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Conditional Operator with different return types

 
Greenhorn
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A question I encountered on a practice exam:
QUESTION : 13
What is the output of the following piece of code
1. int x = 6;
2. double d = 7.7;
3. System.out.println((x>d) ? 99.9 ; 9);

(semicolon is a typo...it should be a colon)
The answer here is 9.0
When I played around with this on the compiler, I noticed some interesting things. When I used a char in place of the 9, I don't get an output. When I switch around, and use 99.9 : 'd', the output is 100, which is obviously the unicode designation for 'd'. What rules does it use to assign type to the return value? Does it automatically convert the types to the largest type in the answer, in this example double or is there some other rule.
Thanks
 
Author and all-around good cowpoke
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There are several type conversions going on here. In the logic statement x > d - x is converted to double.
The type conversion in the logic has nothing to do with the conversion that System.out.println performs - apparently it has decided that you want to do print( int n )
If you want it forced to print a String conversion, I think
System.out.println("" + (x>d) ? 99.9 ; 9);
will work.
Bill
 
Diesel
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Bill,
Thanks for the quick reply once again. Unfortunatly, I am still confused about the generic rule for this conditional statement. When the runtime environement encounters this statment ((test)?x:y), if x and y are different types, what will the output be. I understand that both x and y will be converted to the same type, but what is that type.
Thanks
 
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Diesel,
The rules applied for the conditional operator is slightly complicated. But once you get a grasp of it, it is very easy. I am explaing these rule with the following notaion.
(test)? : 2ndOperand :3rdOperand
The rules are the
1. (test) MUST evaluate to boolean.
2. 2nd and 3rd operand expressions can take one of the following 6 cases explained in the example below. Please go through ease case carefully. Please come back if you have anything to ask.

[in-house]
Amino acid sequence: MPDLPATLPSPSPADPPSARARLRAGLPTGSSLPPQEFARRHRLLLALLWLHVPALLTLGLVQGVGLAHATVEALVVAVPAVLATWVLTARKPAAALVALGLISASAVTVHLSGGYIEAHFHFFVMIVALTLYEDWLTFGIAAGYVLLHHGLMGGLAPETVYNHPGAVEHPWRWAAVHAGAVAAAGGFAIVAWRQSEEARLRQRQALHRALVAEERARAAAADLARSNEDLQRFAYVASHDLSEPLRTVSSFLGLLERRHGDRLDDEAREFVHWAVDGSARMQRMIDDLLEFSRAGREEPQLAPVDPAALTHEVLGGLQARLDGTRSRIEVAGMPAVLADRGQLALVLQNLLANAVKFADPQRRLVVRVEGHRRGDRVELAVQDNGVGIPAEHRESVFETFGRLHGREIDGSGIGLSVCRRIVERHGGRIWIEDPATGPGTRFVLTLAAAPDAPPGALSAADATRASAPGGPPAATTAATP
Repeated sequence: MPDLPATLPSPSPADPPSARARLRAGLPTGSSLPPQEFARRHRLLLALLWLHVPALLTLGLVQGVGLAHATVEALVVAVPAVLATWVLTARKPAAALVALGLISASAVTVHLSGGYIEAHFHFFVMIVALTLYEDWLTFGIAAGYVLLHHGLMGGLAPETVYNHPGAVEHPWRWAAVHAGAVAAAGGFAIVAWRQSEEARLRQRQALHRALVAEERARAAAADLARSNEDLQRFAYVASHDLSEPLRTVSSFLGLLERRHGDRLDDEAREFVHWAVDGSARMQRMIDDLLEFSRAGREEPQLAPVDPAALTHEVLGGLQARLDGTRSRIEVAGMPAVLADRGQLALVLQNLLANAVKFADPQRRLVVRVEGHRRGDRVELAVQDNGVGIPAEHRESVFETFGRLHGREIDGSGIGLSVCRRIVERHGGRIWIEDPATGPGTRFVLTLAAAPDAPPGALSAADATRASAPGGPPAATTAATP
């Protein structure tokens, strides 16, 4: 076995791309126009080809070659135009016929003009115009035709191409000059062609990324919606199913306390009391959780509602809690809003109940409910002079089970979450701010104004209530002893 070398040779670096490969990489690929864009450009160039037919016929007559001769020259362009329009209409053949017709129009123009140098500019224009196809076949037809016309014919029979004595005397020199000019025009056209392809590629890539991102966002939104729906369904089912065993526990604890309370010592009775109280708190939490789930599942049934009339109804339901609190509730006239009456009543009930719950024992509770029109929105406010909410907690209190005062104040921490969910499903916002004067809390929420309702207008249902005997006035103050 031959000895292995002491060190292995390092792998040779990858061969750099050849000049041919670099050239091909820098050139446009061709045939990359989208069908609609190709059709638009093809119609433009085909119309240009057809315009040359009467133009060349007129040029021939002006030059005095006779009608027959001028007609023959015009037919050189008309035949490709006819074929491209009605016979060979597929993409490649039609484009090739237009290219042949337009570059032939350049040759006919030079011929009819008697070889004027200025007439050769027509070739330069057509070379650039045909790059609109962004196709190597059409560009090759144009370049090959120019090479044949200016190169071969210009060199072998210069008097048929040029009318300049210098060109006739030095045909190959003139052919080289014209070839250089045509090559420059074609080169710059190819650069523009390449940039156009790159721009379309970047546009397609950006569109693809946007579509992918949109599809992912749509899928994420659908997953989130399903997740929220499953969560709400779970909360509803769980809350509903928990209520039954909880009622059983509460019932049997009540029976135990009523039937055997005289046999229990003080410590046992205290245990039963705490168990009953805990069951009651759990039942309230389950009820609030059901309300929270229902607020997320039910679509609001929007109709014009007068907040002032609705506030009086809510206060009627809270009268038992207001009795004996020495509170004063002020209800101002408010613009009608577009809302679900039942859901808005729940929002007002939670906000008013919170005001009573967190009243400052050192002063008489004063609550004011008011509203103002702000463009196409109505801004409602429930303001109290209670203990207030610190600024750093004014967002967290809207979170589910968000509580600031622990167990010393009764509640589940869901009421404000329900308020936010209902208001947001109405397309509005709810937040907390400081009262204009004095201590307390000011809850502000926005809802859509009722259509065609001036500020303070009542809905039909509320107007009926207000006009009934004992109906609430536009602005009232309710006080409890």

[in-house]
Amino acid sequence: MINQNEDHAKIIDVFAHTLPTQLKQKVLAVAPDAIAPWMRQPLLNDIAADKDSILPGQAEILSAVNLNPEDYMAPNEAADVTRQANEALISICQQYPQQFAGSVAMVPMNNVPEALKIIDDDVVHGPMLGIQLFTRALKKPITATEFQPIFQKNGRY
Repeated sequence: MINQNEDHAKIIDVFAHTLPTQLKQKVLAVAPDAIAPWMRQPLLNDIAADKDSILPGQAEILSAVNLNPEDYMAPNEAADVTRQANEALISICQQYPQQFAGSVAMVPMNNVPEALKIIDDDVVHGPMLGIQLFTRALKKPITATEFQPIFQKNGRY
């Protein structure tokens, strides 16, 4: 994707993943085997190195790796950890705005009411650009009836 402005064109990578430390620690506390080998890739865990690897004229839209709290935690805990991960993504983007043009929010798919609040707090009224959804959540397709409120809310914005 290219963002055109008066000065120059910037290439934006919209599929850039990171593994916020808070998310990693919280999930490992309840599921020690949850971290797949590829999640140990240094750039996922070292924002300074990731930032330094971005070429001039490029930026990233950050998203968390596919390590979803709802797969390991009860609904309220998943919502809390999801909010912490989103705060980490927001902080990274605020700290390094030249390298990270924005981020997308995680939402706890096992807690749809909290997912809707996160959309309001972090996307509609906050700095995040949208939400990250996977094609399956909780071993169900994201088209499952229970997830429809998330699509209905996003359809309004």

You can get the JLS rules for conditional operator here. Since just reading JLS may look DRY at first, I wrote a small example program for you to visualize easily. Also note that the 2nd and 3rd operands postion can be interchanged. 2nd operand can come in 3rd'd position and vice versa.
regds
maha anna

<pre>class Base {
public String toString() {
return "Base";
}
}
class Sub extends Base {
public String toString() {
return "Sub";
}
}
class Test {
final static int INT_CONSTANT = 10;
public static void main(String[] args) {
int x=6;
double d=7.7d;
byte b1 = 1;
byte b2 = 2;
char c1='A';
char c2='B';
short s1=3;
short s2=4;
int i1=5;
int i2=6;
long l1=7;
long l2=8;
float f1 =9;
float f2 =10;
double d1 =11;
double d2 =12;
Boolean bln1 = new Boolean(true);
Integer intr1 = new Integer(10);
Base base = new Base();
Sub sub = new Sub();
//(test)? : 2ndOperand :3rdOperand
//case 1. 2nd and 3rd SAME type RESULT = SAME type
System.out.println( (x>d) ? b1 :b2); //prints 2 ( type 'byte')
System.out.println( (x>d) ? c1 :c2); //prints 'B' ( type 'char')
System.out.println( (x>d) ? s1 :s2); //prints 4 ( type 'short')
System.out.println( (x>d) ? i1 :i2); //prints 6 ( type 'int')
System.out.println( (x>d) ? f1 :f2); //prints 10.0 ( type 'float')
System.out.println( (x>d) ? d1 :d2); //prints 12.0 ( type 'double')
System.out.println( ""+ ( (x>d) ? null :null)); //prints null
System.out.println( ""+ ( (x>d) ? base :base)); //prints "Base"
System.out.println( ""+ ( (x>d) ? sub :sub)); //prints "Sub"

//case 2. 2nd = byte (AND) 3rd = short RESULT = short
//byte b3 = (x>d) ? b1 : s1; //compiler error. Can't convert short to byte

//case 3. 2nd = byte (AND) 3rd = char RESULT = int
//byte b3 = (x>d) ? b1 : s1; //compiler error. Can't convert 'int' to byte
//case 4. 2nd = byte/char/short (AND) 3rd = constant 'int' literal
//which is whichin the rangeof 2nd type. RESULT = 2nd operand's type

System.out.println( (x>d) ? b1 : 10); //prints 10 ( type 'byte')
System.out.println( (x>d) ? c1 : 100); //prints 'd' ( type 'char')
System.out.println( (x>d) ? s1 : INT_CONSTANT); //prints 10 ( type 'short')

//case 5 (All other cases except cases 1,2,3)
// RESULT = Binary Numeric promotion occurs
System.out.println( (x>d) ? b1 : i1); //prints 5 ( type 'int')
System.out.println( (x>d) ? c1 : f1); //prints 9.0 ( type 'float')
System.out.println( (x>d) ? s1 : d1); //prints 11.0( type 'double')
//case 6 2nd is reference type 3rd is also reference type
//Note here one ref MUST be convertible to another reference.

System.out.println( (x>d) ? base:sub); //prints 'Sub'
//case 6.1 2nd is reference type 3rd is also reference type
But Not convertible

//System.out.println( (x>d) ? intr1:bln1); //Compiler error.
//Can't convert Integer to Boolean
}
}
</pre>

[This message has been edited by maha anna (edited August 14, 2000).]
 
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Thanks Maha
THat was a pretty impressive and thorough example.
Thanks.
 
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